- 3 tablespoons of grated orange zest
- 1 tablespoon of wheat gluten flour
- 2 tablespoons of vegetable oil
- ¾ teaspoon of salt
- In a large bowl, stir the water, honey, and yeast. Let the mixture stand until the yeast softens and begins to turn into a creamy foam.
- Whisk the bread flour, whole wheat bread flour, amaranth flour, and wheat gluten flour in another bowl.
- Add the orange zest and vegetable oil and salt to the yeast mixture. Gradually add the flour mixture to the yeast mixture until you get a sturdy dough. After the dough has pulled together, turn it onto a slightly floured surface and knead until it is smooth and elastic. This might take some 10 minutes.
- In a slightly oiled bowl, place the dough and turn to coat. Cover the bowl with a damp towel and let it rise in a warm place (until it has doubled in volume).
- Lightly grease a loaf pan.
- Punch down the dough, turn it onto a lightly floured surface, and knead about six times. Form the dough into a loaf and place into a prepared pan. Let the dough rise and double in volume in the next 45 minutes.
- Preheat the oven to 350o F.
- Bake in the preheated oven until the top turns golden brown. The bottom of the loaf should also sound hollow when tapped. This might take some 40 minutes.
You can also replace your regular flour with amaranth flour for delicious amaranth flour recipes.
We don’t have to be too serious. Here’s something to lighten you up a bit.
Any Important Facts About Amaranth?
- Amaranth completes its life cycle after one or a few years, depending on the species.
- The leaves of amaranth are edible and quite popular in Asia.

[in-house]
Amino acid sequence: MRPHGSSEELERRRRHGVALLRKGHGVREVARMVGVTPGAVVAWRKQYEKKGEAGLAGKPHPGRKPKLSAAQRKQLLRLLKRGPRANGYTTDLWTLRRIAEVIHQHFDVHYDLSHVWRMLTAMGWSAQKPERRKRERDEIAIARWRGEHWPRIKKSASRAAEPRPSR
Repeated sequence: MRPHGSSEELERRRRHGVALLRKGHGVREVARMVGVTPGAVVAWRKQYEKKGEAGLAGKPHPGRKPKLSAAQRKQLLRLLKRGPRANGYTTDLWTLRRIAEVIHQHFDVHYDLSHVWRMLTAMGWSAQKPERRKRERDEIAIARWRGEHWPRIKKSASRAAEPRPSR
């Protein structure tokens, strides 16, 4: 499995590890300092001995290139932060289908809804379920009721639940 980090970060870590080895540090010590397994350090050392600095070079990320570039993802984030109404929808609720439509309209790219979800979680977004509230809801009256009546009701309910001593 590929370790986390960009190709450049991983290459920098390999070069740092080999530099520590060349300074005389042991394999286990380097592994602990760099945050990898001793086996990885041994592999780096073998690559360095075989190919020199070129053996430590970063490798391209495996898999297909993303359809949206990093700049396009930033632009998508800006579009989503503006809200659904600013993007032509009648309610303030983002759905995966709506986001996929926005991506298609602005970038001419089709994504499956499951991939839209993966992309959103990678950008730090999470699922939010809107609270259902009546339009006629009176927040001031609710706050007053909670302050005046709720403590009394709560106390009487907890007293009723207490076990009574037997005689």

- Amaranth propagates via its seed.
- The amaranth plant blooms during the summer and autumn. It belongs to a group of self-pollinating plants.
- Amaranth has an erect and bushy stem that can grow anywhere from a few inches to 10 feet in height.
You have learned a good deal about amaranth and how it can benefit you. But wait, where can you get it?
Where To Buy Amaranth?
You can grab your pack of amaranth from your nearest supermarket. Or you can even buy it online.
You can also buy puffed amaranth or amaranth flakes.
We aren’t done yet. There is something else you must know.
Any Side Effects Of Amaranth?
There are no known side effects of amaranth. But this doesn’t mean you can take as much as you want. Stick to normal food amounts. And coming to pregnancy and breastfeeding, there is no enough information. So stay safe and avoid use.
Frequently Asked Questions
How different is amaranth from quinoa?
There is not a lot of difference. Some say amaranth is way cheaper, but this depends on the location as well. Amaranth contains slightly more protein than quinoa, but the difference is not so much that it deserves any debate.
How does amaranth grow?
Planting amaranth is simple. Remember that good soil moisture is imperative. Don’t water the plant until it has two to three leaves. The plant might appear slow growing initially, but it is drought tolerant and does well on a total of inches of water or less.
What does amaranth taste like?
It has an earthy and nutty flavor. Like whole wheat or whole berries.
Any good substitute for amaranth?
How to sprout amaranth?
Soak the seeds in water for 30 minutes. That’s it.
What are the benefits of amaranth flour?
Same as what we saw about amaranth.
Does amaranth contain saponins like quinoa?
How to prepare amaranth flower tea?
Steep the flowers in boiling water and keep stirring. Filter the petals, and you are good to go.a
Is amaranth good for kidneys?
Yes. As per animal studies, amaranth’s antioxidant and antidiabetic activity protects the kidney’s tissues and reduces kidney damage (21). However, more studies on humans are warranted.